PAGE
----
James Ryan Gobuty
Little Black Afro Theatre Company’s new fringe show Carbon Copies takes on the brave task of combining the performance modes of traditional theatre with spoken-word/slam poetry. As someone with one foot in the door of both the theatre scene and the spoken word scene, I was nervous to see this production, as I was well aware of the many pitfalls such an attempt could face. To my great surprise, the show really worked – a great testament to the direction and dramaturgical work necessary to make that possible.
Carbon Copies, directed by Luke Reece and written by the cast/crew, follows its protagonist Aaron as he is shuttled from his middling life into a fantastic world where everyone is frozen in a single instance of time. As the protagonist works to find out where he is and how to get home, he meets a host of other characters who are also trapped in this world, all of them explicating their characters and situations by replacing the use of monologue with spoken-word.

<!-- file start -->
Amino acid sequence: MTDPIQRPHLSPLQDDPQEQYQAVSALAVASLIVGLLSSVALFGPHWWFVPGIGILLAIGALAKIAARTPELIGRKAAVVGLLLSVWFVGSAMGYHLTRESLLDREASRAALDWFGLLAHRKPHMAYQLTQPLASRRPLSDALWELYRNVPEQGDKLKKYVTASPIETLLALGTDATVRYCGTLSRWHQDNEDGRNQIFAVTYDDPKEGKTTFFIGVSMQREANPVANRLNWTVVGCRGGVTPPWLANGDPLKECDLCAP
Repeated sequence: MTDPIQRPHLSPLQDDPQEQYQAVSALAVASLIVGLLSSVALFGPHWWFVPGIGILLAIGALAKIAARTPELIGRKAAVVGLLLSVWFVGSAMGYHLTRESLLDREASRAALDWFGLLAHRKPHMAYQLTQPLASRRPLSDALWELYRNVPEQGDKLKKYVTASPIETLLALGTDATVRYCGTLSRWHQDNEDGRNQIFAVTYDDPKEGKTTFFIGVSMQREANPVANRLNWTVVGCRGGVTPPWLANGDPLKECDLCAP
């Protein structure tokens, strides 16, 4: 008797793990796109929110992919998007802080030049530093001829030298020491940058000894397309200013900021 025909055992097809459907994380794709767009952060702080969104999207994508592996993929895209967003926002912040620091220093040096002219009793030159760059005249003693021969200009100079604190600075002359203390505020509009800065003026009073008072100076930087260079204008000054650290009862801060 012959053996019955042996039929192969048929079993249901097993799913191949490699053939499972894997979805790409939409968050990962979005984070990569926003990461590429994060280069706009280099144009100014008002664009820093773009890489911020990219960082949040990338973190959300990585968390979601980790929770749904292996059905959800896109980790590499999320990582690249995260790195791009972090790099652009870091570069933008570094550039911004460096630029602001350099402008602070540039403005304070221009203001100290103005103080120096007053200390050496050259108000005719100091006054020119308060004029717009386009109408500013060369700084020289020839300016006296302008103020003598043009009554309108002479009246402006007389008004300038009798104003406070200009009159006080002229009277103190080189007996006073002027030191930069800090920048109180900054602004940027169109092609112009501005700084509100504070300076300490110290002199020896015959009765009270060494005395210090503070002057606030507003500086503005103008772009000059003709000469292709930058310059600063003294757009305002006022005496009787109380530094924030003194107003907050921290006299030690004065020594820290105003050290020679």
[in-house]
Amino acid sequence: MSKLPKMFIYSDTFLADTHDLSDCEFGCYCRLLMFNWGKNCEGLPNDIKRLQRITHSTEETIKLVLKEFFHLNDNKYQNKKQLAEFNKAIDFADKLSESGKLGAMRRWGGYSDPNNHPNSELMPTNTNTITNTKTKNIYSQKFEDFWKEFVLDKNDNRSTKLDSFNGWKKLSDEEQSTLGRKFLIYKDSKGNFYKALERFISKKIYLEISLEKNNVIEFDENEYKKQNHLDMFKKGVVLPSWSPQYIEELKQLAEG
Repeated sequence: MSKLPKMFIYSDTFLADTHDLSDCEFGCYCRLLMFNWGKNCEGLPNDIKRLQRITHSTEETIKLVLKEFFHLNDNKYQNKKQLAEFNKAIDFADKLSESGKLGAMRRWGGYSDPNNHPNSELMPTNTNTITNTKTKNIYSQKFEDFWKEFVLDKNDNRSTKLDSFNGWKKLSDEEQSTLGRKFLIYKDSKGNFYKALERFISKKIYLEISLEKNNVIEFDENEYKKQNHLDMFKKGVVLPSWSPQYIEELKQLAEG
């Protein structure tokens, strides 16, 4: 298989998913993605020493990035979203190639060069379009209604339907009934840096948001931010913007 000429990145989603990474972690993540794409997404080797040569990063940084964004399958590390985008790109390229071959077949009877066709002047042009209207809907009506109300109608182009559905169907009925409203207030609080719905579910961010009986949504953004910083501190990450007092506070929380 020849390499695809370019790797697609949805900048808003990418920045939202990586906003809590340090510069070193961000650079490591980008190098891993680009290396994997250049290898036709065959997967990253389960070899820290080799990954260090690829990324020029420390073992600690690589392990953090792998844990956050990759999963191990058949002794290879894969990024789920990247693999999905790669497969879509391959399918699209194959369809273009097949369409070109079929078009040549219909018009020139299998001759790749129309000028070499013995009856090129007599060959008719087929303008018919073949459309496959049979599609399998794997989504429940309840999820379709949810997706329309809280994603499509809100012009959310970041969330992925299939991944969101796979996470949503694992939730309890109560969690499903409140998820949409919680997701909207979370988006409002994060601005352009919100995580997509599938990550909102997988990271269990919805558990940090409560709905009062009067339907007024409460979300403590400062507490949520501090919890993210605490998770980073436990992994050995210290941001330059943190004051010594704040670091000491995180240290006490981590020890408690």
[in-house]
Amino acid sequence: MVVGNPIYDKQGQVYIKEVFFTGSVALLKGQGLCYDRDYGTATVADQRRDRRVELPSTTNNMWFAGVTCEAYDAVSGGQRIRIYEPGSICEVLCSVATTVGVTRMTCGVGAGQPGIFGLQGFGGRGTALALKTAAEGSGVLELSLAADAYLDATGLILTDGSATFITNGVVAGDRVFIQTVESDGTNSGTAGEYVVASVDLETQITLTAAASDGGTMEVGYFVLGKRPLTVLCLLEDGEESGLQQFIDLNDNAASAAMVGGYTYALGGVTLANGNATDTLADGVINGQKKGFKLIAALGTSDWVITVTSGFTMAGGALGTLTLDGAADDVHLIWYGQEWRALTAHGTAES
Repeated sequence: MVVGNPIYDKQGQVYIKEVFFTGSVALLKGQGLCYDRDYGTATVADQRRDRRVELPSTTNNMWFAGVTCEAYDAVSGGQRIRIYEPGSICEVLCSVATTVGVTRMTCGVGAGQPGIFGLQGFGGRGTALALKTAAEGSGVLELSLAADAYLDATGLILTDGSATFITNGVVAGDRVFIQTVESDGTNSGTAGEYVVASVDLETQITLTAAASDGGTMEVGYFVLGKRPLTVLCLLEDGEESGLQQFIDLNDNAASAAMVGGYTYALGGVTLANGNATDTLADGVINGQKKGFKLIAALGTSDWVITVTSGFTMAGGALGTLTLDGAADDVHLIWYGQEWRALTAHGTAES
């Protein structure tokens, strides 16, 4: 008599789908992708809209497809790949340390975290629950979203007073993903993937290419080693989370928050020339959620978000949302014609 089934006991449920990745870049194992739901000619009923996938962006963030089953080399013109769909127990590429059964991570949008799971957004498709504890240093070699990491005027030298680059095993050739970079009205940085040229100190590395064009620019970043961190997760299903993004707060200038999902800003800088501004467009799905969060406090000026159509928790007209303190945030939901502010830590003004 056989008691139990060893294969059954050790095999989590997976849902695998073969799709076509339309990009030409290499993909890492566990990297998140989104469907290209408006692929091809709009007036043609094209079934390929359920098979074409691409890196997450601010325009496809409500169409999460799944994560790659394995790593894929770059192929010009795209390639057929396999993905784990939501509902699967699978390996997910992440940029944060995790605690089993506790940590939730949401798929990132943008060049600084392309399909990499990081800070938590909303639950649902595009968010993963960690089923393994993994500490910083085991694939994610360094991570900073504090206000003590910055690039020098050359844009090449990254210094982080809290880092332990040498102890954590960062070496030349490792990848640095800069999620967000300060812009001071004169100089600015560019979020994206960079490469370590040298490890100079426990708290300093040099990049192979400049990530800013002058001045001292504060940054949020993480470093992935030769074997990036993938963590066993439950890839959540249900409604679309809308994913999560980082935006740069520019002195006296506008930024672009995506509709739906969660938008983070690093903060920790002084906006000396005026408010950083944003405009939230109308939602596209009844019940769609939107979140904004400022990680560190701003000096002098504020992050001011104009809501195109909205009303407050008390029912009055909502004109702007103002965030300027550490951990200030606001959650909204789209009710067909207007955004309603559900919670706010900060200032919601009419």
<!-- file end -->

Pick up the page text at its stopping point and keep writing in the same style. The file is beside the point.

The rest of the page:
From a theatrical perspective, this show is spot on. There is a good balance of dialogue to spoken-word, and the plot is just tight enough to keep the show cohesive, but loose and strange enough to permit the use of more unusual performance styles – kudos to the dramaturgical team. I also found the use of film to be rather cleverly utilized; it allows the audience to view the “real world”, without being heavy handed. Furthermore, the lighting, with the exception of some minor issues, was successful in adding a lot of depth to the limited atmosphere of the stage.
From a poetry perspective, I found the piece was more hit and miss, with some stand out performances such as “the girl with the smooth voice”, and some less intriguing ones. Certain performers suffered from what, in the spoken word scene, is referred to as “poetry-voice,” an affectation in performing spoken word that seems disingenuous and cliché, but for the most part (and to my great joy) this was not the case. All in all, this show is well formed and entertaining, and all the more impressive for combining two forms of performance that often don’t mesh well.
Carbon Copies is playing at The Hamilton Fringe Festival at Mill’s Hardware on Wednesday July 23rd at 6:30pm, Friday July 25th at 8pm, Saturday July 26th at 12pm, and Sunday July 27th at 9pm. Tickets can be purchased online at hamiltonfringe.ca, or at the venue.